Do you have some tender moments about Hitler you’d care to share, Jim?
In 2005, I asked my then 12-year-old son if he wanted to see Downfall with me. My son, to his credit, has little or no interest in Hitler or football. He said no. When I got back from the movie, he asked, “How was the Hitler movie?” I said, “It wasn’t very funny.” He said, “Well, that’s Hitler for you.”
What’s the funniest anecdote you’ve learned about Hitler over the years?
I find it fascinating that Hitler loved dogs and was a vegetarian. Hitler: Nice to animals, not so nice to people. I have also always wondered what sweet nothings were said by Adolf ’n’ Eva on their wedding night.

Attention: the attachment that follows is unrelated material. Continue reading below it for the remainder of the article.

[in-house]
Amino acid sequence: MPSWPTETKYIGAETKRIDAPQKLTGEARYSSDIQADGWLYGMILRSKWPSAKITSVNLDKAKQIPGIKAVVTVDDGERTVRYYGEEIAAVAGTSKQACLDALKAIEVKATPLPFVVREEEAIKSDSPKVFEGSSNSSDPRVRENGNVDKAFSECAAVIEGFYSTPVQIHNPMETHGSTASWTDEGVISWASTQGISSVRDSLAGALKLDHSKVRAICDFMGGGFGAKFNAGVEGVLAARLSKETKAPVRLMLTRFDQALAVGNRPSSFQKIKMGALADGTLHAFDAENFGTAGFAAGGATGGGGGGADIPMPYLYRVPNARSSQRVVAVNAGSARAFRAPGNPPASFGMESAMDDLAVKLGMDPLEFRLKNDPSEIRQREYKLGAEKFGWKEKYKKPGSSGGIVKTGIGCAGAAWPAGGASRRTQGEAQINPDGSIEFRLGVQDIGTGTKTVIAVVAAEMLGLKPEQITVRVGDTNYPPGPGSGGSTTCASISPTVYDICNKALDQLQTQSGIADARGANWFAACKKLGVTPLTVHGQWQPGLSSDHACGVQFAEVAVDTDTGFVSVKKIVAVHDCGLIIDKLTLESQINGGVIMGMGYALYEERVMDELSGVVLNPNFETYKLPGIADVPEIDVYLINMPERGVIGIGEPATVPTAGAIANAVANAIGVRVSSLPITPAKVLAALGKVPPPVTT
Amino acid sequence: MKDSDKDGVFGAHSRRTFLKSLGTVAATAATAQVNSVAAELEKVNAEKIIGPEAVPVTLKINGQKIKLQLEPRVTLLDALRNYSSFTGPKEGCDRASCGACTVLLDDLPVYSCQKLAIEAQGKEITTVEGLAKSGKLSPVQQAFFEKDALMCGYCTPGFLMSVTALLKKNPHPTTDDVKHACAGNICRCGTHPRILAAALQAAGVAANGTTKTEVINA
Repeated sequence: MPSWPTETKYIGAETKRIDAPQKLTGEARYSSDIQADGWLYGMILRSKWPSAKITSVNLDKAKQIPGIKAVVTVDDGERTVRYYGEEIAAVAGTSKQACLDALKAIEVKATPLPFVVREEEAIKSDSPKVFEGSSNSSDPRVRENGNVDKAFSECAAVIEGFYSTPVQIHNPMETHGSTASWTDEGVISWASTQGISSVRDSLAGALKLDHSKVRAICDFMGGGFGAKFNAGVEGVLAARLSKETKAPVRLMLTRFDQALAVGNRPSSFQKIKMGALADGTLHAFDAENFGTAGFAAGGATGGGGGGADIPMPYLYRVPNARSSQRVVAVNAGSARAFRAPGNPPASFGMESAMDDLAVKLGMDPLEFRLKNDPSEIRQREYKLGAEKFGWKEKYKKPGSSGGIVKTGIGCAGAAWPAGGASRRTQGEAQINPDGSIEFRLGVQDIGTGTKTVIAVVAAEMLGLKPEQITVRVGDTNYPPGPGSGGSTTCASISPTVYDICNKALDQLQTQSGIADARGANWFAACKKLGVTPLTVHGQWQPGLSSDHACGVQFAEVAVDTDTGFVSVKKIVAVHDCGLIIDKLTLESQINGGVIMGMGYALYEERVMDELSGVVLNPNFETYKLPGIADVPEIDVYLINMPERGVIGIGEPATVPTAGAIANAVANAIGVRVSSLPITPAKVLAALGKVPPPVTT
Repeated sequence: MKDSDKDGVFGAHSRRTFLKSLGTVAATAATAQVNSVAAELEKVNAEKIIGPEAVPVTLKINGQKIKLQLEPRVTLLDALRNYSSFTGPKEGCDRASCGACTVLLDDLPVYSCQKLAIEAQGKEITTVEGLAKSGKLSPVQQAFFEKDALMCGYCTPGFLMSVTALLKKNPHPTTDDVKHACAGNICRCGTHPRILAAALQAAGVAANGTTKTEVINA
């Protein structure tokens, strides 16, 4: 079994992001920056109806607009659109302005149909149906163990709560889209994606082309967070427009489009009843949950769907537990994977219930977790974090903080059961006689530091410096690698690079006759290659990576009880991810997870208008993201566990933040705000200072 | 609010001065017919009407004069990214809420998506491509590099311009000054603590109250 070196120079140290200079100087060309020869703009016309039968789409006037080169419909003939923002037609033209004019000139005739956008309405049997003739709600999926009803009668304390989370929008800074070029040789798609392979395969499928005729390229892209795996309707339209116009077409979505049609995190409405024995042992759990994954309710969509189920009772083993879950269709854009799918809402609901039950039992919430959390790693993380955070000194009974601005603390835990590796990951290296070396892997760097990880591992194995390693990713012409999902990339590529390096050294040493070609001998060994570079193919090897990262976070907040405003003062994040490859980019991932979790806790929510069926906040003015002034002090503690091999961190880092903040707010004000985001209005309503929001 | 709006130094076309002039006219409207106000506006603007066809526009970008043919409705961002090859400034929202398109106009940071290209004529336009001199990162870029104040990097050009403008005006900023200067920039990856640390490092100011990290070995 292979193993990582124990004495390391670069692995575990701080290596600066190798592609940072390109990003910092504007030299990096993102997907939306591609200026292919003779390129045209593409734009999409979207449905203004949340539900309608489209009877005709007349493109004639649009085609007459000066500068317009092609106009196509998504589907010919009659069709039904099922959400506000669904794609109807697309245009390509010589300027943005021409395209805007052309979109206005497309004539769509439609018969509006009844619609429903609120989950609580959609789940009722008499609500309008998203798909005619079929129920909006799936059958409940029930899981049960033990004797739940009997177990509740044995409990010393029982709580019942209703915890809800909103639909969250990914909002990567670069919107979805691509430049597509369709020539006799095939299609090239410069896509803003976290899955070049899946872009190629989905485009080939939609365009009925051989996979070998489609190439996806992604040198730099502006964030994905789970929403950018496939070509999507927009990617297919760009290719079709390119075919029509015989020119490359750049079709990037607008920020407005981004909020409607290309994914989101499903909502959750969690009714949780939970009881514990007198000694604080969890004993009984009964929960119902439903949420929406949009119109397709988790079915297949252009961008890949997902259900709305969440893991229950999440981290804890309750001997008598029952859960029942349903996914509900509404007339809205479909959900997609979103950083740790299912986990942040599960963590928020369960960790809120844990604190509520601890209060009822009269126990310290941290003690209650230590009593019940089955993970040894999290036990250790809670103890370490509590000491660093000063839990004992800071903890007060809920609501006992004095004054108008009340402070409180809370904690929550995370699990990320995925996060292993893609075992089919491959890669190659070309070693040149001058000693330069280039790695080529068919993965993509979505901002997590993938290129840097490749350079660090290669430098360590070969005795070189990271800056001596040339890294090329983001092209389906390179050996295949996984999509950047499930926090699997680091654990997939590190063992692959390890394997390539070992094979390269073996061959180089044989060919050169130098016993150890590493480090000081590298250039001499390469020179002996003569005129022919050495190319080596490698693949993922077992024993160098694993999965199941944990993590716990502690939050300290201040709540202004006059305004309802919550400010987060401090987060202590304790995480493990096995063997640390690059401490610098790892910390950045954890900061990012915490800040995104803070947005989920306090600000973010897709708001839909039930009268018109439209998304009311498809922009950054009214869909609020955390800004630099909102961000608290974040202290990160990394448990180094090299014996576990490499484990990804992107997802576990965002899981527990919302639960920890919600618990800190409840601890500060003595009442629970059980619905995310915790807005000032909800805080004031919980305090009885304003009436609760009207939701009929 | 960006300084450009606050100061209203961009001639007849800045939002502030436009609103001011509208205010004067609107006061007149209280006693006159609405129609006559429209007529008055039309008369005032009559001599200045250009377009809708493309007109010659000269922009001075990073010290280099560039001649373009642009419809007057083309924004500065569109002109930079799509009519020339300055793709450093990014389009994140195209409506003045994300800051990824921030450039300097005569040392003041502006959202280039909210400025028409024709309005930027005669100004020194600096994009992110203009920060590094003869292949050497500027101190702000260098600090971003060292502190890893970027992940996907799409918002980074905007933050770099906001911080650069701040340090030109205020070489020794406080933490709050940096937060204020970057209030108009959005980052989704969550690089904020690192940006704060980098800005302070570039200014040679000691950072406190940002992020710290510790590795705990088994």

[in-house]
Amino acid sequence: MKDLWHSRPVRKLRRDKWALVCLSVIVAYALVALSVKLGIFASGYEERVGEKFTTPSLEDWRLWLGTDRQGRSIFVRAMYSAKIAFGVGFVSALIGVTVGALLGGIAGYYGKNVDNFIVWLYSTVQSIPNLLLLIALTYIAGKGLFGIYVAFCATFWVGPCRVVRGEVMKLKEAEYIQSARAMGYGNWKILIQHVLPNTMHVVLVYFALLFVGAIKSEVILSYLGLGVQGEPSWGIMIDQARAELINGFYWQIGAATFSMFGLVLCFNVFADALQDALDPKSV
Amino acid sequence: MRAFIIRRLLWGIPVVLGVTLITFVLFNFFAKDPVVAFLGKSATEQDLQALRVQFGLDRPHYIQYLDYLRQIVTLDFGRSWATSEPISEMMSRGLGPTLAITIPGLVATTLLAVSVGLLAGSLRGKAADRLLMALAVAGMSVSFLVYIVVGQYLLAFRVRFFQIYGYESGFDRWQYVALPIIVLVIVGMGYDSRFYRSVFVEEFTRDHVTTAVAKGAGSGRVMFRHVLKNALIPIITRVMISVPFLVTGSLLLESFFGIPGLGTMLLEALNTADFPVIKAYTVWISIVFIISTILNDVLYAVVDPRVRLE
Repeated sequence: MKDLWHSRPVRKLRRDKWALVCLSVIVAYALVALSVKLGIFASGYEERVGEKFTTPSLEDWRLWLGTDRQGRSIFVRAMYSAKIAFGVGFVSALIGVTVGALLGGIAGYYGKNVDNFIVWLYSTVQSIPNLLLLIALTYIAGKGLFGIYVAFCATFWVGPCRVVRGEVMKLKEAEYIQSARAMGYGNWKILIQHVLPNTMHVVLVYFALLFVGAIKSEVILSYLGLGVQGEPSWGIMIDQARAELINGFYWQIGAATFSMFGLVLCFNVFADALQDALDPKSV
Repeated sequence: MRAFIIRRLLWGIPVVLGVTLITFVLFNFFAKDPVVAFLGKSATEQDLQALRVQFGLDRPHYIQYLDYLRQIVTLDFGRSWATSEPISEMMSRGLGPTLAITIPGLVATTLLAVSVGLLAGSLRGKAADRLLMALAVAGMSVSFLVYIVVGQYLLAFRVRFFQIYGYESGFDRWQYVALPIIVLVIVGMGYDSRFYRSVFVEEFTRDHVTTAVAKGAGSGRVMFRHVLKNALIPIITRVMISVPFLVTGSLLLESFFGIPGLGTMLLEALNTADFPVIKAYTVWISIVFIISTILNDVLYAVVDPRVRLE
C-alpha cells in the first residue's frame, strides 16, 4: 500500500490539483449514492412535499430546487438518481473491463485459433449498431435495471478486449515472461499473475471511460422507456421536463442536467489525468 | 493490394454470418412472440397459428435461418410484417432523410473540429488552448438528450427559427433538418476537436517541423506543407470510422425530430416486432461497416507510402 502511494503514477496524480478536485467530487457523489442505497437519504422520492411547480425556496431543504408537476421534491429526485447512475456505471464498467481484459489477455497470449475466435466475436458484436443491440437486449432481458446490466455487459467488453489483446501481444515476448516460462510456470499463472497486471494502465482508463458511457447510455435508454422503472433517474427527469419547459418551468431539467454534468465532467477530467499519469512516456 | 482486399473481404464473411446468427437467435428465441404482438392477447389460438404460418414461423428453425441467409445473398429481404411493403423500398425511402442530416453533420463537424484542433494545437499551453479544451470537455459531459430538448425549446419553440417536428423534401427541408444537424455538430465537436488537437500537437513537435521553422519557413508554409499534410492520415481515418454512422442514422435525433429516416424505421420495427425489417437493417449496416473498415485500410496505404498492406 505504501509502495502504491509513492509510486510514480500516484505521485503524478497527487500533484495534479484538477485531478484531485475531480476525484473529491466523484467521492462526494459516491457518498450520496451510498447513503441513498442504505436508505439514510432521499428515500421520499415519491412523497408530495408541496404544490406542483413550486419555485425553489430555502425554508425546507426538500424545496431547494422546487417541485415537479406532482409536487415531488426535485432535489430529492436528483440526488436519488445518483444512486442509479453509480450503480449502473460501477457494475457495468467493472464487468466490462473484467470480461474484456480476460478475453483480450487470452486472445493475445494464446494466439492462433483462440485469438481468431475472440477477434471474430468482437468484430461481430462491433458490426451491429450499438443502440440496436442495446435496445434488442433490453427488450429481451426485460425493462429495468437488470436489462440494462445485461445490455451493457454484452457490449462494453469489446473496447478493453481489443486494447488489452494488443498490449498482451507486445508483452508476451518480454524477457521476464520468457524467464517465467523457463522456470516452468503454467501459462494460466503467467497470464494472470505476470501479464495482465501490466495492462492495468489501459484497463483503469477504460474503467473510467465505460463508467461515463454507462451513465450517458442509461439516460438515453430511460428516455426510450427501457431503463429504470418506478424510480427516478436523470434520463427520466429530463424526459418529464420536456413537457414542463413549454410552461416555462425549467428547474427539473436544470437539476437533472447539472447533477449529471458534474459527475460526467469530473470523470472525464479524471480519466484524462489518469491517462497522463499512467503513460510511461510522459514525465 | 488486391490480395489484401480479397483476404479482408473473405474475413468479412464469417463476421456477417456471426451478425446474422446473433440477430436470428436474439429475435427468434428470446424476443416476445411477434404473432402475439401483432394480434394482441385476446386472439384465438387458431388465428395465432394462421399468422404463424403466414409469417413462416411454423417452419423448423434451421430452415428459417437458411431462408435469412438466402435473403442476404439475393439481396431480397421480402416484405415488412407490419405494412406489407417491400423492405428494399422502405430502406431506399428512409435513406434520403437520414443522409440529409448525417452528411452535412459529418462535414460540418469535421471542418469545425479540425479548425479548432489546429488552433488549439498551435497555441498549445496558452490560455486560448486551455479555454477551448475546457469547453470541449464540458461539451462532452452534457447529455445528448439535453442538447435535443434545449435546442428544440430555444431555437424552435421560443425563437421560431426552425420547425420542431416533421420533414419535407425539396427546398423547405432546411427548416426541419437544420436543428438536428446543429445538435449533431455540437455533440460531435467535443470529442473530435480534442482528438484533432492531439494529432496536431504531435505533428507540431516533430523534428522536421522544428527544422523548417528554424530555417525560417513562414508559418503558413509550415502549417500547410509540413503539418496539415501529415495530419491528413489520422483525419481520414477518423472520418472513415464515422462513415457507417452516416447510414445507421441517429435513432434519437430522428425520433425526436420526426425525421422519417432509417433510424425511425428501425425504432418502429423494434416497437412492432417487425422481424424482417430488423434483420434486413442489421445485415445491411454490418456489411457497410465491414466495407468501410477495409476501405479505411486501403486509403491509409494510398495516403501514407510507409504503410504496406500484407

Eva: Adolf, honey, what do you want to do for our honeymoon?
Adolf: Kill ourselves.
Eva: I love you too, Adolf.
But it was Franz Liebkind who told me my favourite Hitler anecdote. Franz said, “Hitler was a great painter. He could paint an entire house in one day. Two coats.”
For more of Jim’s art go to JimRiswold.com